Bon Iver, Hipster Doofus

Only in Houston

HISD's Gangnam Style: No Joke

Rocks Off saw something so disturbing last Thursday on the morning news, but it was early and we were sure it couldn't possibly be real.

Bon Iver at the 2009 Austin City Limits Music Festival, long before the Grammys.
Mark C. Austin
Bon Iver at the 2009 Austin City Limits Music Festival, long before the Grammys.
Ben Folds tickles the ivories.
Craig Hlavaty
Ben Folds tickles the ivories.

It was.

The Houston Independent School District has produced a video to promote early voting featuring teachers, faculty and other district staff — including what must be the HISD board itself — throwing their hands in the air in the style of PSY's "Gangnam Style," the inexplicably popular line-dancing video by a Korean dance-pop singer that is now approaching some 300 million YouTube views.

Even more surreal, HISD's version has "lyrics" captioned onscreen, like "voting early makes me dance, makes me dance like a silly cowboy."

This video begs several questions: How much tax money was used for this? Shouldn't these kids be in class? How long did take to explain to those bus drivers what "Gangnam Style" is? And why didn't we get to do things like this when we were in school? But most of all, huh?

Ah well, at least everyone's exercising. And anything that gets people to vote early (or at all) is worthwhile, we say.

HISD is hardly the first organization to jump on the Gangnam bandwagon, though. Other parody/tributes have come from the University of Oregon football team, some cadets in the U.S. Naval Academy's 22nd Company, Saturday Night Live (featuring PSY himself), some dude dressed like Gandalf and "Hot Moms and Cute Babies."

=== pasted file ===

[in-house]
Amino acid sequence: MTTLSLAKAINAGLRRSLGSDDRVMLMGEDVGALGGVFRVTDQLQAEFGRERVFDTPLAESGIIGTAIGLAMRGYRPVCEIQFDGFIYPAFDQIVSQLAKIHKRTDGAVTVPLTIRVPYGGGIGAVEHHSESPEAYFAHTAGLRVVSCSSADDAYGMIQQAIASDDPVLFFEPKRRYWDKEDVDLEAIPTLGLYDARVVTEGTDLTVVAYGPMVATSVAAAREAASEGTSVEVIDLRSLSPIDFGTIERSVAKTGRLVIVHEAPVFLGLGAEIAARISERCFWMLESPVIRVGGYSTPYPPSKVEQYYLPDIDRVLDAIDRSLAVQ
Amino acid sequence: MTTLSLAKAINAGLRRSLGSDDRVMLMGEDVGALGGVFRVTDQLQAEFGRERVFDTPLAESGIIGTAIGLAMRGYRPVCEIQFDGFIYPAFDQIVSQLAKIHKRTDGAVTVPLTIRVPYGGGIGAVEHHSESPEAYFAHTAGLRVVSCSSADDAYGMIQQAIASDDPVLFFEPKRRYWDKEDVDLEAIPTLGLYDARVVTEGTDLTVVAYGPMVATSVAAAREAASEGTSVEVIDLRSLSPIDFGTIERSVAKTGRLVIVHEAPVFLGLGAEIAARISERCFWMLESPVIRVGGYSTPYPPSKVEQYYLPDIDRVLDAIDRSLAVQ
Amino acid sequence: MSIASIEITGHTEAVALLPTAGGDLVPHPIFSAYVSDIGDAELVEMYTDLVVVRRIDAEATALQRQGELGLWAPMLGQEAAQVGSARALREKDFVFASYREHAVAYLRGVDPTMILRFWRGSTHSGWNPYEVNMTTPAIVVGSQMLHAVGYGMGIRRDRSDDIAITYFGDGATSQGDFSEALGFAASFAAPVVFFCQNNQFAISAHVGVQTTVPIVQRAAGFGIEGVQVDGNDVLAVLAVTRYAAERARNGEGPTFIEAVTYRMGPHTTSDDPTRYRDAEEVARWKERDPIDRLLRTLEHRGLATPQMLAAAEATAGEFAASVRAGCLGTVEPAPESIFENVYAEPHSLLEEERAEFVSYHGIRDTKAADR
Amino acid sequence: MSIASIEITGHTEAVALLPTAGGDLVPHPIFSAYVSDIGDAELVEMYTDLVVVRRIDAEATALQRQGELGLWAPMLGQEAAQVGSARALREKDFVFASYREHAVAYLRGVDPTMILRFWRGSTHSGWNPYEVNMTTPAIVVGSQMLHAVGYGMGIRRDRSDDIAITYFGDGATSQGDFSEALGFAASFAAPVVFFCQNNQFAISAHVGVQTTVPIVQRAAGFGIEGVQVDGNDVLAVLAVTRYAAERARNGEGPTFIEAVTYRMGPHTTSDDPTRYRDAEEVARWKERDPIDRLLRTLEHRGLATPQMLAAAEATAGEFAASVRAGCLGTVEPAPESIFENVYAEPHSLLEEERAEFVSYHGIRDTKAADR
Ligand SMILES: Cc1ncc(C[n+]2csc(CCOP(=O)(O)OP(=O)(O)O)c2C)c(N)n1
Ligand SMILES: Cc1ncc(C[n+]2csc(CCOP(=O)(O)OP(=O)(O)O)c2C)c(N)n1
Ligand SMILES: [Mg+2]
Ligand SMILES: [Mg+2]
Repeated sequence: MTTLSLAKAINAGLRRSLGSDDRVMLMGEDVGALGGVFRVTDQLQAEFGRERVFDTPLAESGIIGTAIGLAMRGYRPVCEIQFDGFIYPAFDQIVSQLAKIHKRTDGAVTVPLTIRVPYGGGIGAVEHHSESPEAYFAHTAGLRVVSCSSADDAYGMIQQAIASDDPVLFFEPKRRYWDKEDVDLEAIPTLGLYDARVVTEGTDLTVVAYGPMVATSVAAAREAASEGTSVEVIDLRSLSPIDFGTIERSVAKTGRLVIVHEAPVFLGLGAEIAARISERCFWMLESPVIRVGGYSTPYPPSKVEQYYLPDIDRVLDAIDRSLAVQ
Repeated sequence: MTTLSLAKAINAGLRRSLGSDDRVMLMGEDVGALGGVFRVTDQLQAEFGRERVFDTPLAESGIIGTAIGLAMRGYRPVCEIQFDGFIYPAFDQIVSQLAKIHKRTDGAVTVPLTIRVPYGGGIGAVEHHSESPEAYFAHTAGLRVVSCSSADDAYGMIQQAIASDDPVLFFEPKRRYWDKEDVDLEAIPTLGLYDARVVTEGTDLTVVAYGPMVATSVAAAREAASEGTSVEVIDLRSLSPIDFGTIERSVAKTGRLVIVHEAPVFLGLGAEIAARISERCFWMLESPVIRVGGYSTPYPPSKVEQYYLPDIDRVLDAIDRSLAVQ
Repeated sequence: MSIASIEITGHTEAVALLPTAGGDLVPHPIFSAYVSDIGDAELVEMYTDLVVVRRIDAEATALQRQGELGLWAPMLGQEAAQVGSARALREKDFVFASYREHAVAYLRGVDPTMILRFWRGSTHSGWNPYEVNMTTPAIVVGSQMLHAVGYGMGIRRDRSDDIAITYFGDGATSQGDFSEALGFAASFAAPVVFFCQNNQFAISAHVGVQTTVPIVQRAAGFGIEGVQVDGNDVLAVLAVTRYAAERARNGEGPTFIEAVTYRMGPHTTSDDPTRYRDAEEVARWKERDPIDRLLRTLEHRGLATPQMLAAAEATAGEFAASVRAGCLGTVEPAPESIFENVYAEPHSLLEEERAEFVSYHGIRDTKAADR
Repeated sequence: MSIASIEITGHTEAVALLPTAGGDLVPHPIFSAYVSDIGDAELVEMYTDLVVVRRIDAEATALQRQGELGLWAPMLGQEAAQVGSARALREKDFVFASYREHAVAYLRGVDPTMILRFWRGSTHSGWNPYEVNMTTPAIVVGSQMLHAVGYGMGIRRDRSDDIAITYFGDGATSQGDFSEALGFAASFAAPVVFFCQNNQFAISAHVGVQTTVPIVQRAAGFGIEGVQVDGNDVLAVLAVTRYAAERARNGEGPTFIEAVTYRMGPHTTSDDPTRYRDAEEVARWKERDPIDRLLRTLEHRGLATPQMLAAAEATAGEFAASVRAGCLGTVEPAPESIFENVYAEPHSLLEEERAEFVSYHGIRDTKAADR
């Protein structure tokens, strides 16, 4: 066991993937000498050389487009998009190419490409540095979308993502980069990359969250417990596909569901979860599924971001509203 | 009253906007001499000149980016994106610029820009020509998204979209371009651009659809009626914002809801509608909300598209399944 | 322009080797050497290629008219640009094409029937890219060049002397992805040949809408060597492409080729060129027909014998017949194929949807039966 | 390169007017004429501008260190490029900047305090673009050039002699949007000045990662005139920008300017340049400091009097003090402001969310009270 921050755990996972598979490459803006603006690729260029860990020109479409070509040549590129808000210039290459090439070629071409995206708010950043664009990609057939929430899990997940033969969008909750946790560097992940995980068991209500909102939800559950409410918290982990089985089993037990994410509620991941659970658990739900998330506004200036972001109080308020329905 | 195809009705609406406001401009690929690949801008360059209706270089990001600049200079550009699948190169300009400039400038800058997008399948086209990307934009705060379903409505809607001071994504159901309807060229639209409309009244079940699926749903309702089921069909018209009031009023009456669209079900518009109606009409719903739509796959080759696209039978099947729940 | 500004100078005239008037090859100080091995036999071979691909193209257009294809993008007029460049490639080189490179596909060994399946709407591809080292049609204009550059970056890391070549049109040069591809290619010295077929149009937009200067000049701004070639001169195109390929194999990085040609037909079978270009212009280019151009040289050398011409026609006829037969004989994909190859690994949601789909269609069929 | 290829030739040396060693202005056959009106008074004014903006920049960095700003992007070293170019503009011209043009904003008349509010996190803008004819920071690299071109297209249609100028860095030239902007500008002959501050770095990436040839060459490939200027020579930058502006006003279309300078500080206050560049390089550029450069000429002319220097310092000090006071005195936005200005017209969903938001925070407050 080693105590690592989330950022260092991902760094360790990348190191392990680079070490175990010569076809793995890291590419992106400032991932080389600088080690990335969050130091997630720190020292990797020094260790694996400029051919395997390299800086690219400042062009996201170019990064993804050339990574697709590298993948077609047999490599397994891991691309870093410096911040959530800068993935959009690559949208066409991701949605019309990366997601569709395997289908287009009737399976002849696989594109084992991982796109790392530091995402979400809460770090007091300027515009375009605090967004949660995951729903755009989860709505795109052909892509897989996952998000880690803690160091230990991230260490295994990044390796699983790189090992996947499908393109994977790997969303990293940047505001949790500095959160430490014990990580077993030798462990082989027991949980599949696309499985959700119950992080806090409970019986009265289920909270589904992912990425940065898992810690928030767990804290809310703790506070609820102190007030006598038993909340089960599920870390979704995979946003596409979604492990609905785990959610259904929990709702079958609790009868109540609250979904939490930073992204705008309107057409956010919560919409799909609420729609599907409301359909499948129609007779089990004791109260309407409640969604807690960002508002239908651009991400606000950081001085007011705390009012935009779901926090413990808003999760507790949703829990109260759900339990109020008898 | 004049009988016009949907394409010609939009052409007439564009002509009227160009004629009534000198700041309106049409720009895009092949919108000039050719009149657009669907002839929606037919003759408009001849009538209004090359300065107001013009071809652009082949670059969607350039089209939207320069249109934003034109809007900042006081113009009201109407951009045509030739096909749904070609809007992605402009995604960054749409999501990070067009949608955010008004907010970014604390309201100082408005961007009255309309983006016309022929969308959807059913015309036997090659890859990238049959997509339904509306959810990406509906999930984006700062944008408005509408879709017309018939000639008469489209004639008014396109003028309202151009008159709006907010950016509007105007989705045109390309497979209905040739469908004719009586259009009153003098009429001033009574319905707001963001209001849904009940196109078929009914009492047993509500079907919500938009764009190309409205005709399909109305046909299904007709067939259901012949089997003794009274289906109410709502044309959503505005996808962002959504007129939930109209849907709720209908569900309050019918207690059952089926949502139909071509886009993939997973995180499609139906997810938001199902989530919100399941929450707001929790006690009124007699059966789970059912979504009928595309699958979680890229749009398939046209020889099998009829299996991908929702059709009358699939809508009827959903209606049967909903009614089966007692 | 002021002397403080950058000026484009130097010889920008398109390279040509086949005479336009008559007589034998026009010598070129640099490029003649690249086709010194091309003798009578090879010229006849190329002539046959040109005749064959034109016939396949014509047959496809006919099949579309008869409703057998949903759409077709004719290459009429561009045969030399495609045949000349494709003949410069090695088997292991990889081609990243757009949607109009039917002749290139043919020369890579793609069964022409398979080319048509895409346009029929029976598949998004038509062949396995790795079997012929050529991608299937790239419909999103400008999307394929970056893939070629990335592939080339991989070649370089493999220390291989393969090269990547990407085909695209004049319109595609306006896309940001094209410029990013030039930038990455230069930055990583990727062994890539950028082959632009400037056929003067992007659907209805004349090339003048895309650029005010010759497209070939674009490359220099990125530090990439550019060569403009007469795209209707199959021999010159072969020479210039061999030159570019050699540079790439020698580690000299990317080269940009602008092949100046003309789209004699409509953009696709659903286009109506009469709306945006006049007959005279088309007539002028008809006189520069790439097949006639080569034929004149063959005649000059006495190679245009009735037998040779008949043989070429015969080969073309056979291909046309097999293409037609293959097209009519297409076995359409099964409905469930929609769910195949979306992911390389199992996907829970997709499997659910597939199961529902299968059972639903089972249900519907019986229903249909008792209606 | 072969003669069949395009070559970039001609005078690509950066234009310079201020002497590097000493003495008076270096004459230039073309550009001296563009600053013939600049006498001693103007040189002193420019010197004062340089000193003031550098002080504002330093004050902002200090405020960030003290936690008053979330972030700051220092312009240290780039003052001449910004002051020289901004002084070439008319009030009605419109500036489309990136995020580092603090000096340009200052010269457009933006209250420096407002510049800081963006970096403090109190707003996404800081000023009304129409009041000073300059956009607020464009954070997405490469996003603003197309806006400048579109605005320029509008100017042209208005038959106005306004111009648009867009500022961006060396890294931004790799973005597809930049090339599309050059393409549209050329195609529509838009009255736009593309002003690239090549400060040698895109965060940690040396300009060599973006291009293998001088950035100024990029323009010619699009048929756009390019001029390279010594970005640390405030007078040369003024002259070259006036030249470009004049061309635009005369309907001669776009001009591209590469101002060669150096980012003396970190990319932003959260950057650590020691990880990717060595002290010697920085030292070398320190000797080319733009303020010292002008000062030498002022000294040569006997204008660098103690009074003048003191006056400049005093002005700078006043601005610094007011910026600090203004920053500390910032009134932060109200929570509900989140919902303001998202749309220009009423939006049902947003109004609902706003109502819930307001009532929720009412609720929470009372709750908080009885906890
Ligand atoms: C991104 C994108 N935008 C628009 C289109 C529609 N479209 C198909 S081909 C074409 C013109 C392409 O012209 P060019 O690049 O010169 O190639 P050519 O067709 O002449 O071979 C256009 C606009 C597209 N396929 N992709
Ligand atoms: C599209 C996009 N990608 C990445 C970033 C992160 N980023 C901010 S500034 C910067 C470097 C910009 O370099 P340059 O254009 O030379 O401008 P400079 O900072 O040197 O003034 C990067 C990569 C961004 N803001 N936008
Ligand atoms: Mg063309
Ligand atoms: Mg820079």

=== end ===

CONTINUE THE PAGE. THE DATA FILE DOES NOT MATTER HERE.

Early voting begins October 22. CHRIS GRAY

Only in Houston

Musically, Houston Sells Itself Short

Look, we all know Houston has a lot going on and a lot to be proud of. As one of America's biggest and busiest cities, it offers an almost infinite array of diversions and amusements to go along with world-class shopping, restaurants, universities and medical care.

But some of us also believe that Houston is one of the best music towns around and has been for a long time. Seems like we've been beating that particular drum forever. (Yes, it is our job.)

Lots of other people know it, too, from the Europeans who line up to see some of our venerable blues and R&B musicians to the indie-rockers shocked at the packed houses and enthusiastic crowds that greet them here and the city of Austin, which sometimes seems like it is entirely populated with former Houston musicians.

So Rocks Off was a little dismayed when last week we started poking around the city's official visitors site to see what kind of musical assets Houston was touting to the world in its quest for those prized tourist dollars. There wasn't much.

Right up front, the site,, is first-class (almost) all the way. It would take a smarter computer person than us to identify the specific software used by the Houston Convention & Visitors Bureau, which maintains the site, but they have to be happy with the results. The site is easy to load, graphically rich and aesthetically pleasing, packed with information, and even fun to explore.

It's just really difficult to find anything about music on there at all, even more troubling considering many of the people in the GHCVB's current "My Houston" ad campaign are musicians like Beyoncé, ZZ Top and Lyle Lovett. CHRIS GRAY

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